Parenting Vivian | 27 Jan 2011 04:52 pm

Widen Thinking On Plans To Improve Children’s Learning

Parents are being urged to think about their homes as learning environments in light of new government plans to help improve the education of children both in and out of school.

The call has been made by one of the UK’s leading suppliers of children’s furniture in a bid to help parents look at wider factors which contribute towards effective learning.

While the government is focusing on how the parents and extended families have a significant role to play in encouraging children to learn, Aspace is keen to widen the debate to include the importance of the environment in which they learn.

The company’s managing director Paul Cunningham thinks the government has not given enough consideration to the peripheral issues which make a significant contribution to the way children learn.

“There’s no doubt about it, the surroundings in which children learn are an important factor in how they learn,” said Mr Cunningham.

“While it is encouraging to see the government is taking proactive steps to help families think about how they can help their children, they haven’t addressed where they learn in the home.

“Even if you put technology issues – such as proliferation of TVs, DVDs, MP3 players and games consoles – to one side, the home environments for many children can often be awash with unintentional distractions and barriers to learning.

“And this is where a little lateral thought about what constitutes a good home learning environment could contribute an enormous amount to helping potentially millions of children in the UK having better all-round learning experiences.

“We just want to raise the point because we feel it is important that it does become part of the government’s agenda for driving up standards of children’s education.”

The ethos of Mr Cunningham’s company, which sells kids furniture directly to the public via its website and also through its direct mail catalogues, encourages parents to think about the environments they create through the purchases they make.

“Parents don’t realise just how much the furniture they buy sets the tone for how their children use the space in their own rooms,” he said.

“More so than ever before children’s bedrooms are multifunctional in their usage because they are places where they sleep, play, socialise and study.

“Although the parents don’t often recognise it in these terms, kids furniture is both fundamental and pivotal in setting the tempo for how their children behave and react in doing all the things they do in their room.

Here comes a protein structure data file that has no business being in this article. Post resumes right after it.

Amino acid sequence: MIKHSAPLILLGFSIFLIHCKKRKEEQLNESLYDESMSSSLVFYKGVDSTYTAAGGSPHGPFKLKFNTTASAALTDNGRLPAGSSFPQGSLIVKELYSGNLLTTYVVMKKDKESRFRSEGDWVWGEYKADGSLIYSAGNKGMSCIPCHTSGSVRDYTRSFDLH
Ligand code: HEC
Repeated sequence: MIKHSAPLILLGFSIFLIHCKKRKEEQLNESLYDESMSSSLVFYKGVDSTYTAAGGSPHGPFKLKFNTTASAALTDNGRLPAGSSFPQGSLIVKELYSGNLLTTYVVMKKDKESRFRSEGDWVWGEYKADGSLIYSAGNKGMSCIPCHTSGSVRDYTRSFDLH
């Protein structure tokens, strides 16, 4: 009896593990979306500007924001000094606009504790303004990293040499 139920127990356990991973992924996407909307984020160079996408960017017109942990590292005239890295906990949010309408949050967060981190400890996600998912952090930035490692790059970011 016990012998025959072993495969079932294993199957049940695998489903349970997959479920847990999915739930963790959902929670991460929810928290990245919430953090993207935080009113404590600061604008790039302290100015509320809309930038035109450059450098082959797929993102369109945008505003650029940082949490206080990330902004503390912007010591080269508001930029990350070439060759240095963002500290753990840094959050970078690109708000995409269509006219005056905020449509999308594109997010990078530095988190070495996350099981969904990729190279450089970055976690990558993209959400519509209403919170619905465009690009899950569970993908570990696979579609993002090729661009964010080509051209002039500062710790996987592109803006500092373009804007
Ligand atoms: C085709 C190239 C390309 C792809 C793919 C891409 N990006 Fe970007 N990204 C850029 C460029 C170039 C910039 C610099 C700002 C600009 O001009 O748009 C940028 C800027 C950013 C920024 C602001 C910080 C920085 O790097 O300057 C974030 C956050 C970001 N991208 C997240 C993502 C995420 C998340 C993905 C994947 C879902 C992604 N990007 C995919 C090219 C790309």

“And getting the balance right so it is conducive to all these purposes is a hard one and that is why getting the theme of the room and the furniture which reflects them is so important – especially as it may be the only dedicated place in the house where a child has the space to learn.”

The comments by Mr Cunningham reflect the changes he has seen in the industry since the company started five years ago. In that time the company has thrived after spotting a gap in the market to supply furniture which sits firmly between the cheap functional ranges which are available in retail stores and specialist products which are often out of the price range of most families.

It now has a multimillion pound turnover and being in the mid ground has enabled Aspace to source products which are well thought out both in terms of the ergonomic design and the impact they have in determining the atmosphere of a room.

Mr Cunningham argues that good quality kids furniture is not expensive and in a lot of cases it can be extremely competitively priced compared with what is often considered to be the bland and uninspiring bog-standard ranges on offer at large retail outlets.

“There is growing demand for good, well-made products which are well designed to cater for the variety of functions and activities in a child’s bedroom,” he said.

“Coordination is key to this to ensure all the pieces of furniture in the room complement one another so they provide the right functionality so they can be a place to maximise the opportunities of sleep, play and work.”

Mr Cunningham’s remarks come as the government has finished consulting on plans to help parents get involved in their children’s learning as part of its drive to ensure that every child gets the best possible start in life.

The government is pumping ? million into helping local authorities to fund the development of fresh ideas on how to connect with parents and help them to help their children.

Children’s Minister Beverley Hughes said she knows that parents are central to children’s well-being and that children’s experiences in their early years have a major impact on later life.

She added that it is vital that children have a sound basis on which to learn and develop, as well as enjoying time with their parents and that the money the government is making available will see innovative approaches in supporting and encouraging parents to really get involved in their children’s development.

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